Posted November 01, 2016 in
Every month Sydney Smith and Jennifer Scoullar discuss some aspect of the writing craft. We welcome your questions and comments. In fact, we would really like to hear from you!
JENNY: When I told my agent that I was writing a sweeping historical saga, the first thing she did after asking about my main characters, was to ask about my secondary characters and subplots. We all lead lives surrounded by family, friends, mentors, bosses, competitors, and even enemies. Main characters are no different. I give my top-level secondary players their own character arcs — ongoing personal struggles that form sub-plots running alongside the major one, adding complexity and depth.
My rule for these secondary character arcs is that they must support and supplement the main action. Challenging the protagonist, for example, or getting them into trouble. Helping them learn lessons or see things from different points of view. They must also conclude before or at the same time as the main plot.
A good example can be found In Catch-22 by Joseph Heller. The main plot concerns US Army Air Corps Captain Yossarian's attempt to avoid dying in World War II. A subplot develops around mess hall officer Milo Minderbinder's rise as the king of a black-market food selling operation. It provides countless connections and reflections on the main plot.
SYDNEY: Gawd, it’s been decades since I read Catch-22. I don’t recall Minderbinder at all, though I remember Major Major because of his unfortunate name and his role as victim and loser extraordinaire. He looked like Henry Fonda, I recall.
Yes, I agree with all that you say about secondary characters. I would add only that a secondary character must want something, have a goal they pursue, a problem they work on. That gives shape and direction to their character arc. That goal must interfere in some way with that of a main character. The intersection points are places where the conflict detonates into action.
I find that new writers do everything possible to limit their secondary characters. If they build up those characters into vital players in the narrative, the writer’s job suddenly becomes more complicated. Writing a novel is hard work. But in fact, while getting your secondary characters to add vitality to the story increases your work – you have to think about them and how they affect the main action – it also fills in that blankness that surrounds these characters.
All new writers know what it feels like to have a character but have no idea what they should say or do. The writer gives them things to say, actions to perform, but it’s unsatisfying. A puzzle surrounds the secondary character, a puzzle that is solved when you give them a problem to solve in pursuit of a goal. Suddenly, the character has direction and meaning in the story. Suddenly, the writer feels energised in their relationship with that character. It’s like a character who was mute opens their mouth and speaks.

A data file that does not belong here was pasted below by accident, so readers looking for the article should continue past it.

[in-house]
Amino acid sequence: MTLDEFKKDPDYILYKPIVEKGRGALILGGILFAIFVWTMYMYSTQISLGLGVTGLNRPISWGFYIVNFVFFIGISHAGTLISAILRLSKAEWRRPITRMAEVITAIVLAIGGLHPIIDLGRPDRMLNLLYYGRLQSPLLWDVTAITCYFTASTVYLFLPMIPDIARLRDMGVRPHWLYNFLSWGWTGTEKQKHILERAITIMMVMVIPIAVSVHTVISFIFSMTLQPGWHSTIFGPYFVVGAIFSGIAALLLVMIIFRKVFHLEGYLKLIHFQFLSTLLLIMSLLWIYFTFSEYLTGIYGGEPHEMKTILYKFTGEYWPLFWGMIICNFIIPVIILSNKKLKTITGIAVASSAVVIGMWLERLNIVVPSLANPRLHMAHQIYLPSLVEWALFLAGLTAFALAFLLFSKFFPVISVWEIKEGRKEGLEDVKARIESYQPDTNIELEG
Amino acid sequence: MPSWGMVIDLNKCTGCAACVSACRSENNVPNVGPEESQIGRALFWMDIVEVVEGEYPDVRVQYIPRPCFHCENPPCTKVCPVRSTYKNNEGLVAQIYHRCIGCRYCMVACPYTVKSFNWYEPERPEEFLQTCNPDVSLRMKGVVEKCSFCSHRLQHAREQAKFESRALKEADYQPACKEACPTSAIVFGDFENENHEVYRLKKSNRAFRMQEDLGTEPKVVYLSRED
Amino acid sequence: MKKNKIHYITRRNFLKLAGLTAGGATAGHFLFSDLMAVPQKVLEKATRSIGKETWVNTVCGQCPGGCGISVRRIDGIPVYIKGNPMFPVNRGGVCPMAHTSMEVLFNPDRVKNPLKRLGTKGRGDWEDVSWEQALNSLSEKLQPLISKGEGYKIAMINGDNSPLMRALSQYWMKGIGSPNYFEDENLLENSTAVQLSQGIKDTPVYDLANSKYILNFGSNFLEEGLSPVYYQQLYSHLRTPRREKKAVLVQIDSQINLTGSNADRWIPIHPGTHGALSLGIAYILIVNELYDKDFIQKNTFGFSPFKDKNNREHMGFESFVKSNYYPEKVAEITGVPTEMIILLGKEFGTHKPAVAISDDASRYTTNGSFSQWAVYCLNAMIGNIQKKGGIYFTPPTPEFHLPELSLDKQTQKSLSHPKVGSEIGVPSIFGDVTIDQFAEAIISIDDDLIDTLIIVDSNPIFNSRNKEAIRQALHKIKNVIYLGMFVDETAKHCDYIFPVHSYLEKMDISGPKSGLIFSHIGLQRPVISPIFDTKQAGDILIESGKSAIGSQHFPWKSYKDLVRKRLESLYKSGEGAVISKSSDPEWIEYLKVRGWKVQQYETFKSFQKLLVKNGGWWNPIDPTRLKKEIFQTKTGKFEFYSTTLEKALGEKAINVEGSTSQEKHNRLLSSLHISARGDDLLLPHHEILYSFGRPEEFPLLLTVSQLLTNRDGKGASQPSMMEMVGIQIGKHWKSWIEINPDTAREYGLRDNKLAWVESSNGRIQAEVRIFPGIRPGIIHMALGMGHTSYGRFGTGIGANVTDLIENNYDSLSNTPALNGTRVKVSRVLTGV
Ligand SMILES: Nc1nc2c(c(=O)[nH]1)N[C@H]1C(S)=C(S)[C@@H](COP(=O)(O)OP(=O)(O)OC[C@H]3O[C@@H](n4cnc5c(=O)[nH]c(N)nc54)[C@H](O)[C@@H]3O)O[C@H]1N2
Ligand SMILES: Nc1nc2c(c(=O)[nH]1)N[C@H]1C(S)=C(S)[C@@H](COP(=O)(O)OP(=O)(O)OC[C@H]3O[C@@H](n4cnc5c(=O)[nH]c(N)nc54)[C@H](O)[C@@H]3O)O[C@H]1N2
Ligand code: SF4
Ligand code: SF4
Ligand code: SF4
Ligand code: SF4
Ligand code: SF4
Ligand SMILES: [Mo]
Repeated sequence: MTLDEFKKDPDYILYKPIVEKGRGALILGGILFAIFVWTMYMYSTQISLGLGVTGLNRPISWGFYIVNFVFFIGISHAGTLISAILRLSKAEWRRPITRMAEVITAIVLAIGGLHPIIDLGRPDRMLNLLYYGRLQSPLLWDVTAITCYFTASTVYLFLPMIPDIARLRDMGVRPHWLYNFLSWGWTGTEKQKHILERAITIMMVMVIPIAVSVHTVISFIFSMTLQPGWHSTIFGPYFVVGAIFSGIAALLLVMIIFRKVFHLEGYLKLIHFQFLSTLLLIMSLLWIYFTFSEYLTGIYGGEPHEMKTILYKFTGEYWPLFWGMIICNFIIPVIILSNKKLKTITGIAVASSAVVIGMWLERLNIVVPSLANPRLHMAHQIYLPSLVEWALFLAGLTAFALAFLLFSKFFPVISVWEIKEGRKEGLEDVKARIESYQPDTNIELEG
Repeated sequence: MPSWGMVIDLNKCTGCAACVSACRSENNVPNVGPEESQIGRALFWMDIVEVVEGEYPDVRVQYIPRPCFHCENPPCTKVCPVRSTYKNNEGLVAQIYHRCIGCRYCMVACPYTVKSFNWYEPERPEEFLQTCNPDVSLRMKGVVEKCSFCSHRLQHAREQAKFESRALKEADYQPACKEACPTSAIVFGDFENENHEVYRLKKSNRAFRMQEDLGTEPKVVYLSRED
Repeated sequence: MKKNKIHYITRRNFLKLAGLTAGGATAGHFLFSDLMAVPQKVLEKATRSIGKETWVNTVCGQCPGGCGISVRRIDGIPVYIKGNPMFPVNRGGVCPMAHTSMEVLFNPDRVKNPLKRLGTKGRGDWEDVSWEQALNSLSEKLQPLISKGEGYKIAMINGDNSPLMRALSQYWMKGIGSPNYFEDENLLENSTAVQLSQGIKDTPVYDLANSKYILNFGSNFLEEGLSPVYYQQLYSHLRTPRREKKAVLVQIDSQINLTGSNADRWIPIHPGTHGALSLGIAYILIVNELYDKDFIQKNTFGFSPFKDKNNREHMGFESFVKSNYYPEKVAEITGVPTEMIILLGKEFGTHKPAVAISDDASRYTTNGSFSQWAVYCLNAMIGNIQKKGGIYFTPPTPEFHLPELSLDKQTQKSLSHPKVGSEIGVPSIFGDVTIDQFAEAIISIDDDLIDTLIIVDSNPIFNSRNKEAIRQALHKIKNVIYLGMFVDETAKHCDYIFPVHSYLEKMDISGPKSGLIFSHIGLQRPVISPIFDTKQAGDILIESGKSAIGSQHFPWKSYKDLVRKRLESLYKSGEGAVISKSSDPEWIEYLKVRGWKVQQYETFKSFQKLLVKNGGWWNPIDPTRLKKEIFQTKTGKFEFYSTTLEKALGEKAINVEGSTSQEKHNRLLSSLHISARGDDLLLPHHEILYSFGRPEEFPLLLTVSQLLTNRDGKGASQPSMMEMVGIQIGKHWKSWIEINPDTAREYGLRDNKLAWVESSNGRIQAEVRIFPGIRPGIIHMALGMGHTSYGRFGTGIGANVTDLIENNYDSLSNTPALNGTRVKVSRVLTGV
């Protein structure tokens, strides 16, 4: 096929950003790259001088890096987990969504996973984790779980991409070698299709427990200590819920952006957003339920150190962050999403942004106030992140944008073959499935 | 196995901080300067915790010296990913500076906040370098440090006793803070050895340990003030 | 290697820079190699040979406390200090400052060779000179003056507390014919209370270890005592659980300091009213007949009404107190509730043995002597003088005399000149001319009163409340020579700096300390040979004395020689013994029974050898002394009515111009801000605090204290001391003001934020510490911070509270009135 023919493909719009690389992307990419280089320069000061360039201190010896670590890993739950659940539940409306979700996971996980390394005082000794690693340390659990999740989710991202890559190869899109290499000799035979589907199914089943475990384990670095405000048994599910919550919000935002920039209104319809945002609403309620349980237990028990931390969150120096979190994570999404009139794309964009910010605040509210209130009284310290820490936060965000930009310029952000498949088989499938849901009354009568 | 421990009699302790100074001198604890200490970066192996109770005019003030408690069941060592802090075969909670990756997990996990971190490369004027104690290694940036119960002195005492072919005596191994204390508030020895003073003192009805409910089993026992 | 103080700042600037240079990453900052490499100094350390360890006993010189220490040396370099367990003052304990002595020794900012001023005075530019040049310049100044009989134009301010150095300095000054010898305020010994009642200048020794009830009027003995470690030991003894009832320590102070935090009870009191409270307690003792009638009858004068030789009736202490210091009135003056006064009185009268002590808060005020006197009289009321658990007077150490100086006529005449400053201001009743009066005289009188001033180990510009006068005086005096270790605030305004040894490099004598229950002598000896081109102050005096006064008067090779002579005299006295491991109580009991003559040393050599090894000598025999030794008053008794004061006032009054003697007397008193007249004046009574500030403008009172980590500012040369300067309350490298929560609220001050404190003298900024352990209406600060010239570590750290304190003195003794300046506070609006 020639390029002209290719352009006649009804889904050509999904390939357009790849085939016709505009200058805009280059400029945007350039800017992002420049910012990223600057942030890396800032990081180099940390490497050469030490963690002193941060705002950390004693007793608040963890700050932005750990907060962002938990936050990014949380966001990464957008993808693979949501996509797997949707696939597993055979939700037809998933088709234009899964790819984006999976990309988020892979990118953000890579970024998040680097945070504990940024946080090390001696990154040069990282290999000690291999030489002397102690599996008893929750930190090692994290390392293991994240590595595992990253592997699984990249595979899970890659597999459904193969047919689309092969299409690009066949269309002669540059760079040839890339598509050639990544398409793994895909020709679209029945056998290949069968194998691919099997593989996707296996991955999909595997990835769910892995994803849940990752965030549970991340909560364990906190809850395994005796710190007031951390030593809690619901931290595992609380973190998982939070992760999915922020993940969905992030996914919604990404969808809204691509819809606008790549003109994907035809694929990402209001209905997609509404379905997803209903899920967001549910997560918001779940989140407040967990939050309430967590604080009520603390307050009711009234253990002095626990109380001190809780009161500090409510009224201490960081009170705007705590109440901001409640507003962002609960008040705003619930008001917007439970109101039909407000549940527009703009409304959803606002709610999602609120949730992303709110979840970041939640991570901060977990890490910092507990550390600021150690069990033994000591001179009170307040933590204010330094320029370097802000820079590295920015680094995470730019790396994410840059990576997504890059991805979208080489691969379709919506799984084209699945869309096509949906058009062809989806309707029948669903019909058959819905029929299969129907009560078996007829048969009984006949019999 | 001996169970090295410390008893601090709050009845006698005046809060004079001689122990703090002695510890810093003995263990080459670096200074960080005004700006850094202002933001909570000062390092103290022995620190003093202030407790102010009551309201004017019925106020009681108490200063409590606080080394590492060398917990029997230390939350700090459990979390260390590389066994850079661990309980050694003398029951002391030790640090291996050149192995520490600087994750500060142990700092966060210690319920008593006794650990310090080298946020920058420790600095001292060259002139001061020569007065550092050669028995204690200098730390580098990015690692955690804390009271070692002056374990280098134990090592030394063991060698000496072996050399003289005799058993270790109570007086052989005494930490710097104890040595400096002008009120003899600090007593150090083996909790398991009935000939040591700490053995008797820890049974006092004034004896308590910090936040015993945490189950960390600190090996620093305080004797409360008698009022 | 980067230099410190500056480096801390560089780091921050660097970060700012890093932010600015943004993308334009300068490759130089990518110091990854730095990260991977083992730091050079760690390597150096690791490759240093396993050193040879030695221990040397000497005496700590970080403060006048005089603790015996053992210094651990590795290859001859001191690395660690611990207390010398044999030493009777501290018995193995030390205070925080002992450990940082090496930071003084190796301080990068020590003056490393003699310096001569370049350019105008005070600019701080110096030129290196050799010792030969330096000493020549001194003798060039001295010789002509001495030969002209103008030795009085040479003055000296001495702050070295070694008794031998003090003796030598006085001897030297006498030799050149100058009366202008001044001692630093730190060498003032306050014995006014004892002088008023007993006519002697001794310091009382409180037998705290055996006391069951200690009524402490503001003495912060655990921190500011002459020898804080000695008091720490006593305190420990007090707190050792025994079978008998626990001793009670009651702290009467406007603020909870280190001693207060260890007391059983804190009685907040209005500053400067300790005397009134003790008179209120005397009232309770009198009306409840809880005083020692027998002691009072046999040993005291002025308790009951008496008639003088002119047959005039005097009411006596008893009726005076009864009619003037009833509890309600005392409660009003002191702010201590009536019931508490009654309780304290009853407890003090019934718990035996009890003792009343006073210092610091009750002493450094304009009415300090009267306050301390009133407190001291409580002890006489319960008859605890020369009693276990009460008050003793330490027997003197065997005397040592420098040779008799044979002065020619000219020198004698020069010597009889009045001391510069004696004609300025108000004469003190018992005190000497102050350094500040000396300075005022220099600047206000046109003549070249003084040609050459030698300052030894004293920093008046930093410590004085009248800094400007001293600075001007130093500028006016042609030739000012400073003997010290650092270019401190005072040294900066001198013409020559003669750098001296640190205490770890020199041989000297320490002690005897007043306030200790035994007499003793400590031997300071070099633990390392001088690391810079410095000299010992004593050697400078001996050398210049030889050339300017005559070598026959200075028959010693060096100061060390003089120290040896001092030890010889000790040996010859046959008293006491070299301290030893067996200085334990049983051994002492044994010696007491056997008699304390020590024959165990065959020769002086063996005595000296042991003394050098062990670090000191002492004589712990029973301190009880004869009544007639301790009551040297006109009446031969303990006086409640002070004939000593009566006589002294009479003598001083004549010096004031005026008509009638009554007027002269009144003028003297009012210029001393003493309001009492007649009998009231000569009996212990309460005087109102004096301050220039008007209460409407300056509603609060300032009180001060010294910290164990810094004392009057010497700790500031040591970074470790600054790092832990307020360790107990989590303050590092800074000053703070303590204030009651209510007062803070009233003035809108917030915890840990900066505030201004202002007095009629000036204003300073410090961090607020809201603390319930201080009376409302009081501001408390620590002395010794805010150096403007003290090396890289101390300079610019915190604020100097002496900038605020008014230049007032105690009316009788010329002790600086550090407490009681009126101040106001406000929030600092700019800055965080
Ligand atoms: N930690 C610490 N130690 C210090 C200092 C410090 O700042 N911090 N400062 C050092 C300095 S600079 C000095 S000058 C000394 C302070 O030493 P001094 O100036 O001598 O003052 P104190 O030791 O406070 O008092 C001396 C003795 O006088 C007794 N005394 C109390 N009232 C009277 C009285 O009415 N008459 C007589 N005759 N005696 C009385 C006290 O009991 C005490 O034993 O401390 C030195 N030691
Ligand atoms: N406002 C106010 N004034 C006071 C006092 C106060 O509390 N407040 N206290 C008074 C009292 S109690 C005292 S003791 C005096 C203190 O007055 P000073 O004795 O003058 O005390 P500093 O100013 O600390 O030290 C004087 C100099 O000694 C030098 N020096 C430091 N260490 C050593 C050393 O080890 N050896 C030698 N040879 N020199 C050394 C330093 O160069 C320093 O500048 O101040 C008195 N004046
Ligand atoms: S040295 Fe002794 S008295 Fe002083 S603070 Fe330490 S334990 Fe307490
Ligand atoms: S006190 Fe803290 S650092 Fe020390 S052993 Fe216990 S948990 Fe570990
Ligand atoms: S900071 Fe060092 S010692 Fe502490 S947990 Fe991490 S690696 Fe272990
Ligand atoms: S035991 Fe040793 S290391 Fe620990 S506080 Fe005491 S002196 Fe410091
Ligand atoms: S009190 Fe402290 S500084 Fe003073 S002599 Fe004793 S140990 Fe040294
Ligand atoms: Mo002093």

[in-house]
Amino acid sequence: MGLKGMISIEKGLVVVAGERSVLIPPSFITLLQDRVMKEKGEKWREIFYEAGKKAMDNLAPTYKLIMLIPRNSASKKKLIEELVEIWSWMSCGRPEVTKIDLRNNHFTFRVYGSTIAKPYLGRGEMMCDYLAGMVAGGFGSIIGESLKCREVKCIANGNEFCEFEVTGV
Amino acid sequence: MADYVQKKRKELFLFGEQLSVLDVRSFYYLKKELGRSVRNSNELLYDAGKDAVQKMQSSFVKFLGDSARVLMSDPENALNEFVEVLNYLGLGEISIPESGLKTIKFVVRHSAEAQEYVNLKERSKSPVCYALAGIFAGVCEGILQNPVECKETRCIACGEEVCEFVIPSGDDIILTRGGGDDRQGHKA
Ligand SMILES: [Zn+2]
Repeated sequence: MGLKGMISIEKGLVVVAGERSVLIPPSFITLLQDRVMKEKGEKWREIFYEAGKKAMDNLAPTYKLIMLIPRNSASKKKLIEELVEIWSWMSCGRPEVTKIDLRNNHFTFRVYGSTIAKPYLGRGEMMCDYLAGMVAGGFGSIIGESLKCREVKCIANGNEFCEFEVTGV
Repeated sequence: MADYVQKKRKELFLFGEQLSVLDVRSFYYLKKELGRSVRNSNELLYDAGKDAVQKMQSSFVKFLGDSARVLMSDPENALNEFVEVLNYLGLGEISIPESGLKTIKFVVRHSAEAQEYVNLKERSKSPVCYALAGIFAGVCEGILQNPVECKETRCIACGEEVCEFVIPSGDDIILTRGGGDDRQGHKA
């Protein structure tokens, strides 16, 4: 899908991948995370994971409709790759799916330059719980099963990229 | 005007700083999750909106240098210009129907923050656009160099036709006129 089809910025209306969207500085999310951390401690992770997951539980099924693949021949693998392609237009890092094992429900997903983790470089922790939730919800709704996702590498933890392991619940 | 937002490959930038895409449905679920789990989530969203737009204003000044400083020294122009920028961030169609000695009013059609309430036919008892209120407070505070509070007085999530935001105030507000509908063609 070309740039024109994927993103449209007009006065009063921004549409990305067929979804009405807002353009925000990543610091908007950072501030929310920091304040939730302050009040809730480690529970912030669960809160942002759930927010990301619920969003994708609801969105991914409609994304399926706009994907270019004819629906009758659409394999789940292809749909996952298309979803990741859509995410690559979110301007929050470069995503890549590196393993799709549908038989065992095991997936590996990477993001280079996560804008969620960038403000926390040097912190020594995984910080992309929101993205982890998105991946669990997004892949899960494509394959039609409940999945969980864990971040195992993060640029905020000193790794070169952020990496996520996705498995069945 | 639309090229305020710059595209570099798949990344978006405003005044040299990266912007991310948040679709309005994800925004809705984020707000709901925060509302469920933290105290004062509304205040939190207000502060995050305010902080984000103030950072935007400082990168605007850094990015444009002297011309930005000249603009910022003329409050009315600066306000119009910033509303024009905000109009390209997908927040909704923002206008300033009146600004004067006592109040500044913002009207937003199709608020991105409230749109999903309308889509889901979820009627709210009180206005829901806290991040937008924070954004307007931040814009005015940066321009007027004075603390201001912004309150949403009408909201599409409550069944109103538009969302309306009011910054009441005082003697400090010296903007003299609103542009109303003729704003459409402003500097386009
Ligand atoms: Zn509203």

JENNY: Yes, characters need to clash. Protagonist is desperate for a baby? Give her best friend an unwanted pregnancy. Protagonist wants to breed dingoes? Have her neighbour breed sheep. Protagonist policewoman has been raped? Have her boss assign her to the sexual assault squad. Protagonist is scared of water? Have her mother need rescuing from a flood. It’s easy when you get the hang of it.
Some other tips. Give your supporting character quirks, to make them quickly recognisable. Maybe they’re the witty one, or the forgetful one, or the funny side-kick. Maybe they’re a taxi driver who always gets lost.
Know their back story. Help readers understand the relevance of the supporting character by providing a few details about their life. This ties in with giving them their own character arc.
And most important of all, know what their function is in relation to your main character. Are they friend or foe? Are they a mirror or foil to the main character, showing contrasting choices and behaviours. Are they a false ally — seeming to help the main character while actually pursuing their own agenda? Understand this function before you start writing them.
SYDNEY: I go with everything you say, Jenny, except the last bit. The imagination needs time to brew on characters and story. I find in the work of my students that a character might appear in draft after draft but their purpose in the story is unclear. I never advise a writer to get rid of a character who doesn’t appear to have a purpose in the story, or advise them to foist a purpose onto that character.
I work closely with the writer’s imagination and trust it the way I trust my own — even when the student doesn’t! Given time, the imagination will work out what this character is doing in the story. If the character is obstinate in maintaining a foothold despite their apparent lack of purpose, it will turn out that they have a vital function in the story, one that spins the story into the stratosphere. I love it when that happens.
Sydney Smith is a writing mentor, teacher and author of short stories, essays, and The Lost Woman, a memoir of survival. She has written The Architecture of Narrative, available for $AUD24.95 at www.threekookaburras.com. If you have a question on any aspect of writing, please visit her blog.
Jennifer Scoullar is the author of Wasp Season (Sid Harta), and the romances, Brumby’s Run, Currawong Creek and Billabong Bend (Penguin). Jennifer’s novels are built around themes of nature and the environment. Check out her website at: www.jenniferscoullar.com